To be watched again and again.
January 12, 2016
Another Paul Newman triumph!
Super Reviewer
September 10, 2015
Look under the skin of the American dream and there's a dust bowl the size of Texas, where the wide open spaces still do not provide enough breathing room, where everything still feels too unbearably close.. Martin Ritt's film introduces us to a family running their own spread, cowboys all, but disease and dissatisfaction, selfishness, eat away at any semblance of decency. Newman makes his mark as the most honest soul walking and unhappy, unhappy, unhappy. Melvin Douglas and Patricia Neal are great here.
½ May 31, 2015
Martin Ritt always had a gift for directing actresses. And, with Patricia Neal, he was directing one of the best. Throw Paul Newman and Brandon De Wilde into the mix and you get pure cinematic magic.
May 19, 2015
It's a decent film with nice performances, production design, and cinematography
February 17, 2015
Fantastic script, from a Larry McMurtry novel, and Paul Newman's never been better.
½ February 7, 2015
Newman is amazing, the photography is beautiful. You can see the dawn of the 70s cinema here.
December 2, 2014
Hud is an arrogant womanizing son of a ranch owner. Living under the shadows of his older dead brother, he shirks all responsibility in the name of having a good time. He flirts with the housekeeper, pays little attention to his duties on the ranch and shows a young boy who idolizes him, all the wrong examples.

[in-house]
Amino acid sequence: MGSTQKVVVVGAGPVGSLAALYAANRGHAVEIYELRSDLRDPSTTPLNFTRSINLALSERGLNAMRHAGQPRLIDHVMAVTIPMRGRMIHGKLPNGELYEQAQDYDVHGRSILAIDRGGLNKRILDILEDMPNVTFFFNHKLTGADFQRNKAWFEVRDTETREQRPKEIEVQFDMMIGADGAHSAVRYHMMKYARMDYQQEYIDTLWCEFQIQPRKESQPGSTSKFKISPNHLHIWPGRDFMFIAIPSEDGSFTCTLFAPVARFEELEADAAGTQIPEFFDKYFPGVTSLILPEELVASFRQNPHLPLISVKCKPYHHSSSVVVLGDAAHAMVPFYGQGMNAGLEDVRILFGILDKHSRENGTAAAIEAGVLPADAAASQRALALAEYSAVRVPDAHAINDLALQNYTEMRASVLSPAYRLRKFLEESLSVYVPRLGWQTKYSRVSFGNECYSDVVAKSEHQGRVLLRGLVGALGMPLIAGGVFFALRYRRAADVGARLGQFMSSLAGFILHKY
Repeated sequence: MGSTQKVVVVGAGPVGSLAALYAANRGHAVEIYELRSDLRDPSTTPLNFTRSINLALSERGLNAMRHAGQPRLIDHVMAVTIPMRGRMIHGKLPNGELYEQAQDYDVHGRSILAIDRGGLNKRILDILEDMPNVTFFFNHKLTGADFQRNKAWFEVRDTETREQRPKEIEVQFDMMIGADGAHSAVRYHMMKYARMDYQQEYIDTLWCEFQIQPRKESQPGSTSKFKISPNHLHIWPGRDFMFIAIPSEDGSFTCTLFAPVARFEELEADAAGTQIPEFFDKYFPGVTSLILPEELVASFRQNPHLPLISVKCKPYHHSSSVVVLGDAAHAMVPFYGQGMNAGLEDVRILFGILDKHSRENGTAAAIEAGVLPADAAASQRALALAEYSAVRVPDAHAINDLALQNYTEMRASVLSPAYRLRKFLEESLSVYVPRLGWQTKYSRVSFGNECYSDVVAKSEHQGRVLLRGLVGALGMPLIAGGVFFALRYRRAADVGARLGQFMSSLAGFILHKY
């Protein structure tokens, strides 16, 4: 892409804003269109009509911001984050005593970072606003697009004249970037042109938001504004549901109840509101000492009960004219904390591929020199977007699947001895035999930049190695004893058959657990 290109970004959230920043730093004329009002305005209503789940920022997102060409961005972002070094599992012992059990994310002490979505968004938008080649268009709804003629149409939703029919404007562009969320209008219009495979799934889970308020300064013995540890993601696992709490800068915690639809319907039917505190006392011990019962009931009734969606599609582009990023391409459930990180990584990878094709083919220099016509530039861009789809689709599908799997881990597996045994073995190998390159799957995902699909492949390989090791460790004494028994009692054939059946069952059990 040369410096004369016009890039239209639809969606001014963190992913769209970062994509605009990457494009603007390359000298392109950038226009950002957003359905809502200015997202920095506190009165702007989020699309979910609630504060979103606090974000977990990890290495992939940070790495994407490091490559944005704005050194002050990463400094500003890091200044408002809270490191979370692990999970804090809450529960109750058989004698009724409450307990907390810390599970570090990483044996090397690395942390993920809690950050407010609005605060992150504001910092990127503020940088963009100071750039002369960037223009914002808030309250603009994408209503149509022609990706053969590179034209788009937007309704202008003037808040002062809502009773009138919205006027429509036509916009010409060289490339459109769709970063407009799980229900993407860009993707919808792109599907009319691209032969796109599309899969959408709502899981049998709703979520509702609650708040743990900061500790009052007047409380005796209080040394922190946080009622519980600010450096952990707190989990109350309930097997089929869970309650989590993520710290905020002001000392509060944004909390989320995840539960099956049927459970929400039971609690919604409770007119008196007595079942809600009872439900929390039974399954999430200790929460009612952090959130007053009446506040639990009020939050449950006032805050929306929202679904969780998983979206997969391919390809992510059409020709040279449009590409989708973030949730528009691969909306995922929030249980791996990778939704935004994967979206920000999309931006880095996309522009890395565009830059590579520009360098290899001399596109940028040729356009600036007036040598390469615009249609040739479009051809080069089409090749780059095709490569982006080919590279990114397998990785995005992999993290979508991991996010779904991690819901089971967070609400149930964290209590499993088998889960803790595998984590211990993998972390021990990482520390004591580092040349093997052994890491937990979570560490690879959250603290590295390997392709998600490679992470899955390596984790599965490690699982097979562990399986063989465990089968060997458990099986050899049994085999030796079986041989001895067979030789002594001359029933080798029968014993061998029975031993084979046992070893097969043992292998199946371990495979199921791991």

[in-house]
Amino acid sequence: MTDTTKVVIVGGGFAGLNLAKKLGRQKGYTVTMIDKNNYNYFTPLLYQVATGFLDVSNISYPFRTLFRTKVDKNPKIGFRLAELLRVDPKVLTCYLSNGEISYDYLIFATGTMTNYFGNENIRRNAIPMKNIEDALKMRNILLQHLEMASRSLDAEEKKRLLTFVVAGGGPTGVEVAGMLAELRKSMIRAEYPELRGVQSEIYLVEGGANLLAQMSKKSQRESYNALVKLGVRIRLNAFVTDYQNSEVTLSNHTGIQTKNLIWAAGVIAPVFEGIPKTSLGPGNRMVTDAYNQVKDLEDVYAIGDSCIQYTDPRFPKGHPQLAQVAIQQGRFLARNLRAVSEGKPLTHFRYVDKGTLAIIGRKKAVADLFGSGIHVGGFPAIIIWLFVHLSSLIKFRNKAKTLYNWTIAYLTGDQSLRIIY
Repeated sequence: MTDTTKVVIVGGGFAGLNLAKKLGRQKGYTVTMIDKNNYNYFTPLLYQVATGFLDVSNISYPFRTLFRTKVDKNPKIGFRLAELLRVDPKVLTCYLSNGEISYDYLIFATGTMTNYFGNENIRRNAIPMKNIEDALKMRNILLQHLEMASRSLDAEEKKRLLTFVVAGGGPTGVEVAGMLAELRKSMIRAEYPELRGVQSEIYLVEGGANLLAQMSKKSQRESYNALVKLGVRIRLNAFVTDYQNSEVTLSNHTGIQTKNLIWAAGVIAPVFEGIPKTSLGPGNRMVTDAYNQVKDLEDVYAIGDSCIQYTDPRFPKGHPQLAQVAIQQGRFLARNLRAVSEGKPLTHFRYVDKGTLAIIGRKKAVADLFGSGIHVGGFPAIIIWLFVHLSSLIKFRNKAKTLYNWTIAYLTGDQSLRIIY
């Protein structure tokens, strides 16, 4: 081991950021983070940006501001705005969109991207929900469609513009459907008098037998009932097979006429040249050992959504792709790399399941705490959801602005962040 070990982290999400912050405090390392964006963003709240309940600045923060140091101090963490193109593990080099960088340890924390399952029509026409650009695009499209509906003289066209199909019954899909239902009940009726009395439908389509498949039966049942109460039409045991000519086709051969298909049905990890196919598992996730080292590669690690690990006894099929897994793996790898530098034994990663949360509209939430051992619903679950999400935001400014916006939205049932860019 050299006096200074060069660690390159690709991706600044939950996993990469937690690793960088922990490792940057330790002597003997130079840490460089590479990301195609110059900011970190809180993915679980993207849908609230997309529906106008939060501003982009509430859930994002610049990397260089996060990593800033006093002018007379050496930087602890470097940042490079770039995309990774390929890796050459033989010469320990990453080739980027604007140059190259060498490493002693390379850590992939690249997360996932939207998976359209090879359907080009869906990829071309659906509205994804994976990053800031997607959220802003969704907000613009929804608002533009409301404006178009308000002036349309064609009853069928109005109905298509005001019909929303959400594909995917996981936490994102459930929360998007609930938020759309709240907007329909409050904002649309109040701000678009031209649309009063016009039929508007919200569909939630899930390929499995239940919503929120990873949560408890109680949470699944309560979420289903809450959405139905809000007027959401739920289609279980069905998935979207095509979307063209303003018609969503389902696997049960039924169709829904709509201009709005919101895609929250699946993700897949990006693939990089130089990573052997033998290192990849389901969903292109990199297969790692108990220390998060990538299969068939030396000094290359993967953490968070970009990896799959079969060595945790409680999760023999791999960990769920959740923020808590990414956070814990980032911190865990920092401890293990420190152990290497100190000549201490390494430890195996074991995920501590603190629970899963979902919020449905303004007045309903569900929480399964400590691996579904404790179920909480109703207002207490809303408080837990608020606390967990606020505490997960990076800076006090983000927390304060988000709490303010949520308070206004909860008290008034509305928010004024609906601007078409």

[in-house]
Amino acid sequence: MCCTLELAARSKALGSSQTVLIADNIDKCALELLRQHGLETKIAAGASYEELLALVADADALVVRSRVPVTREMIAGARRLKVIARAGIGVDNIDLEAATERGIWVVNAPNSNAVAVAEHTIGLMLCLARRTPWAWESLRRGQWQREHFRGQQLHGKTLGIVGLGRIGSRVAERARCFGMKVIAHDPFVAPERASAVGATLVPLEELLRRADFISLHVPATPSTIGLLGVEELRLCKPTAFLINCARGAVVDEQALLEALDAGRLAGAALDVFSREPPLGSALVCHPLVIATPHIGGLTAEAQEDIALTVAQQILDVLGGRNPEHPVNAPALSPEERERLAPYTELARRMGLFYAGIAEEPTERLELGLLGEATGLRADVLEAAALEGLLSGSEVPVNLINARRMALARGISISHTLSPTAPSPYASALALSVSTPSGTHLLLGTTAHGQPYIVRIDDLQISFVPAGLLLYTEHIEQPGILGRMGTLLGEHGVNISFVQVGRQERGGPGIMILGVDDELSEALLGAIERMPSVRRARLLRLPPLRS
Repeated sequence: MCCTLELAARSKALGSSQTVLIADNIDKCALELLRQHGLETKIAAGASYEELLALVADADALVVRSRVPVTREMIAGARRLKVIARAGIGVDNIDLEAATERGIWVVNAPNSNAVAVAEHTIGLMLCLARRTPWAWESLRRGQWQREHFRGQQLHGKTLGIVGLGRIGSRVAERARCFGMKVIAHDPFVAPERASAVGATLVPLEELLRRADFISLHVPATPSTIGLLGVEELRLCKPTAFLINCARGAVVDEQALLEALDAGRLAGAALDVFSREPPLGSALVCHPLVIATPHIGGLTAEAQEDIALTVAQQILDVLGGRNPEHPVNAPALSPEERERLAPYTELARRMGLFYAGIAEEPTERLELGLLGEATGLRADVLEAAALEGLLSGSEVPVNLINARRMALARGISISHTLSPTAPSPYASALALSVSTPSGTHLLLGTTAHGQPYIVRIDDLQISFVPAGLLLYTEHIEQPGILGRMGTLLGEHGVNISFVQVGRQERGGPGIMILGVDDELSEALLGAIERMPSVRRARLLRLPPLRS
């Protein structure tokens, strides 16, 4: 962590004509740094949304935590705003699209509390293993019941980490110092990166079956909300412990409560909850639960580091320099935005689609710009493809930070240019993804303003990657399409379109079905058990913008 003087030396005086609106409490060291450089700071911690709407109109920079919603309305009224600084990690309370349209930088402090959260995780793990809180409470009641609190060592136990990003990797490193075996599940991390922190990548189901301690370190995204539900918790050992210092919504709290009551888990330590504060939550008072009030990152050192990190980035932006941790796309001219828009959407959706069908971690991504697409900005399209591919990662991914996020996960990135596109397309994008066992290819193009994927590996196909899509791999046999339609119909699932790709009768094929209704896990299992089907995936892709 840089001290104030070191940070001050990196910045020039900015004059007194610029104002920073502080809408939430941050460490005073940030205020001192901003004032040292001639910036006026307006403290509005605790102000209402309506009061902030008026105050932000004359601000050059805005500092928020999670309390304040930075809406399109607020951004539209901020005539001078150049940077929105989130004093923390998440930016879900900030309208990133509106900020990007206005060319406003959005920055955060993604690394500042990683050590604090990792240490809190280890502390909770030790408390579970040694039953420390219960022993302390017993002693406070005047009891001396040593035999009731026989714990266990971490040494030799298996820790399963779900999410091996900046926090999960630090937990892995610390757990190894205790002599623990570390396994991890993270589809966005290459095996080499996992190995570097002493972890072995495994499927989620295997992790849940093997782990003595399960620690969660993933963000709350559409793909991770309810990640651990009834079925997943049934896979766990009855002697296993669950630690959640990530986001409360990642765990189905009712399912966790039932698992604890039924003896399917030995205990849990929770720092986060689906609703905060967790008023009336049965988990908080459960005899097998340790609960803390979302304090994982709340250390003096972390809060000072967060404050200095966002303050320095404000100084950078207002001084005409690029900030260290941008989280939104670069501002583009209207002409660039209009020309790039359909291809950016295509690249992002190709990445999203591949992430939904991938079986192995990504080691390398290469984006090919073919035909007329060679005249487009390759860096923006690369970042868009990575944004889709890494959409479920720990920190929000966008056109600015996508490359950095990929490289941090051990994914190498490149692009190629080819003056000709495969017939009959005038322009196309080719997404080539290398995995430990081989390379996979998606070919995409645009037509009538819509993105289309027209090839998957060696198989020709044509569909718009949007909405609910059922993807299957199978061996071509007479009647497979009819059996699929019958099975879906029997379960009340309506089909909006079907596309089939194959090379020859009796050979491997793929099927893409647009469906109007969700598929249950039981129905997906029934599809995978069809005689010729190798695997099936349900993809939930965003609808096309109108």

Eventually the fit will hit the shan, but Hud is played by Paul Newman in his prime. All is forgiven. He so purty.
October 20, 2014
Paul Newman was rarely better than he was in this film, portraying a basically unlikable character and managing to make him both sympathetic and compelling. Oscars deservedly went to the marvellous support offered by Melvyn Douglas and Patricia Neal, both of whom deliver remarkably subtle, complex performances. Director Martin Ritt and cinematographer James Wong Howe make this a visual experience, and they beautifully capture the barren Texas landscape.
½ August 31, 2014
Strikingly modern and desolate. The sparse musical score and gorgeously artistic black and white cinematography set the film apart from the typical western of the time. The acting might be slightly dated, but the performances are still powerful and the cross-generational struggle at the heart of the story still resonates.
June 26, 2014
I've heard about this movie as a show of Paul Newman's nobility, but this is probably him at his most despicable. No one was really likeable, or even bearable.
April 15, 2014
Hud is essentially an anti-American Western, commenting on the ills of modern capitalism and the pitfalls of blindly admiring an individual without really knowing their character through Newman's searing performance as the unscrupulous, raffish anti-hero. The agonisingly beautiful widescreen, black and white photography, painting a pretty yet bleak picture of the featureless dustbowl setting was fully deserving of the oscar it won for James Wong Howe.